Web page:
Saturday, March 14, 2009

Three bands that should've played Psych Fest

The second annual Psych Fest wraps up on Sunday. Looking back on it, it was a pretty solid lineup. A good mix of local and out-of-state bands. But combing through the list of 30 bands, there were three glaring omissions. Below are three Austin bands that should've played the Psych Fest. Maybe next year? Here's hoping.

Bridge Farmers
Maybe they're too punk? I don't know, because to me Bridge Farmers are the most timeless sounding psych band in town, as well as one of the loudest. Their debut album Adventures in the Magic Love Bus with Sister Mary Mayhem in Search of America perfectly encapsulates what psychedelia is all about: one part guitar distortion, one part political dissatisfaction, and two parts hallucinogenic drug references. "Delilah" sounds like a 13th Floor Elevators outtake, minus the electric jug. But the album's opener "Killing Grove" makes the strongest case. Anyone who can write a song like this deserves an automatic pass to anything that involves both Austin and psych music.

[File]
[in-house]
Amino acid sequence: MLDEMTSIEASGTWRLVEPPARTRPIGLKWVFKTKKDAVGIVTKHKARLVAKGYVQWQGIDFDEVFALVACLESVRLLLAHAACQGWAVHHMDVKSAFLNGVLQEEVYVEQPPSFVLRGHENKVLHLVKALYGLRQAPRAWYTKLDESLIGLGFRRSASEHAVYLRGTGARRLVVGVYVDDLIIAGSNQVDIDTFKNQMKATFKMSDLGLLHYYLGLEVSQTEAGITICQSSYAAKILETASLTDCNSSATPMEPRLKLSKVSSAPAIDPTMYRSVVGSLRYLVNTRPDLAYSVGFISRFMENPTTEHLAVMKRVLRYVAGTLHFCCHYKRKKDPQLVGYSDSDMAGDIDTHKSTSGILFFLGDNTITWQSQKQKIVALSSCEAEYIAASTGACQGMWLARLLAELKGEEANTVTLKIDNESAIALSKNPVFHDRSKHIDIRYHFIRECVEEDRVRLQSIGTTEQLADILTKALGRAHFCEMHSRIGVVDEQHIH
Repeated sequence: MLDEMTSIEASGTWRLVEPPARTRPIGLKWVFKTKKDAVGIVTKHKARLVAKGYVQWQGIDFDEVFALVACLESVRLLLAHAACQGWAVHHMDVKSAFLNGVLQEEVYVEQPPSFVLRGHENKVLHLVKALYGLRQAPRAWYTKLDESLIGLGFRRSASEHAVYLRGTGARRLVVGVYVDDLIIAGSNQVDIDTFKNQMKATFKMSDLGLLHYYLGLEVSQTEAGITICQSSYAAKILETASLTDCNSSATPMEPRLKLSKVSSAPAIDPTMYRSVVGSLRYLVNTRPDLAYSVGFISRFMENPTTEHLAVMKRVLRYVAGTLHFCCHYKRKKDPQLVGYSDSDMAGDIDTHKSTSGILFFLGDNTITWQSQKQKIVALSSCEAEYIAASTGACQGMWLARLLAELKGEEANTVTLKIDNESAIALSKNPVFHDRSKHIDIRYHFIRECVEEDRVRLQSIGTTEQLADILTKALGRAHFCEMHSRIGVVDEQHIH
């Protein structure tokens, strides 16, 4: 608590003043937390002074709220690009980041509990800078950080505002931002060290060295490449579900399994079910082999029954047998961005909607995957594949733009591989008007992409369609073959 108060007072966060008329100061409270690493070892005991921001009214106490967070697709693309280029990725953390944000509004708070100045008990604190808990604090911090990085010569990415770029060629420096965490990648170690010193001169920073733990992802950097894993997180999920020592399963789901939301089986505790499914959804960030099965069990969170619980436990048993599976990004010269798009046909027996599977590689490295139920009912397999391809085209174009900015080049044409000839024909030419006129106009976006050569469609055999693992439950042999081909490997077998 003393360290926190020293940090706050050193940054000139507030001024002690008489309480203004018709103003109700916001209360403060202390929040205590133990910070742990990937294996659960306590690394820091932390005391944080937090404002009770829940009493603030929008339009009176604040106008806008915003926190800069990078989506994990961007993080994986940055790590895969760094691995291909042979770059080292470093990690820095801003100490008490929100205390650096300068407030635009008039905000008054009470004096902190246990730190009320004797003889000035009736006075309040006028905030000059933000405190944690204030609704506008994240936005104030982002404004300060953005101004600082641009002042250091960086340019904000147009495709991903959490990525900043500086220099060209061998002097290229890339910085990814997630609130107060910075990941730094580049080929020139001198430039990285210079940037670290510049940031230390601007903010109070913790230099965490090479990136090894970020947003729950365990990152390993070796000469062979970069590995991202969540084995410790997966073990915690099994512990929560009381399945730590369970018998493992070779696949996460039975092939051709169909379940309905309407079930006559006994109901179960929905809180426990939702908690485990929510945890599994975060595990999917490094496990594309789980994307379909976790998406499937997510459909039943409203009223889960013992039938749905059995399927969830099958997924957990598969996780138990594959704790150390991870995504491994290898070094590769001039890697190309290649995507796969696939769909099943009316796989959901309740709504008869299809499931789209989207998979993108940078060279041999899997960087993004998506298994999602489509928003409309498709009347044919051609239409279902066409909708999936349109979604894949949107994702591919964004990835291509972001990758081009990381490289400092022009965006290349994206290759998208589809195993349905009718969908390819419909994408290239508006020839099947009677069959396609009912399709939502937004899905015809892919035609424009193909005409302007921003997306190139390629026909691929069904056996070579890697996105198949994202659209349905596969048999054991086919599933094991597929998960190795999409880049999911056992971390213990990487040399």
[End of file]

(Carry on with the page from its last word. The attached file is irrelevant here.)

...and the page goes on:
"Killing Grove"


Prayer For Animals
Maybe they're too country? I don't know, because Prayer For Animals are one of the best live acts in town. They're not pure psych, as their influences strongly incorporate aspects of blues, surf, country, and classic rock. Last Thursday, the day before Psych Fest started, these guys put on one of the best shows the Hole In The Wall has seen in recent history. The middle room was packed and just about everyone was dancing. You NEVER see that anymore: An all-local bill on a Thursday night almost at capacity with everyone letting loose and shaking their ass. They may have come for Aaron Behrens' (of Ghostland Observatory) solo acoustic set, but they sure as hell stayed and partied for PFA's set afterward. I think the band made a lot of new fans that night.



The Boxing Lesson
Maybe they're too indie? While a big chunk of their 2008 album Wild Streaks and Windy Days sounds like '90s pop-rock (Gin Blossoms, Third-Eye Blind), its best moments come when The Boxing Lesson channels the best aspects of early Bowie and Waters-era Pink Floyd. How does a band release one of the most progressive and cool-as-a-cucumber psych albums of '08 and not get an invite to the Psych Fest? Oh well, enjoy a free song!



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Ana said...

I've also wondered why The Boxing Lesson wasn't playing...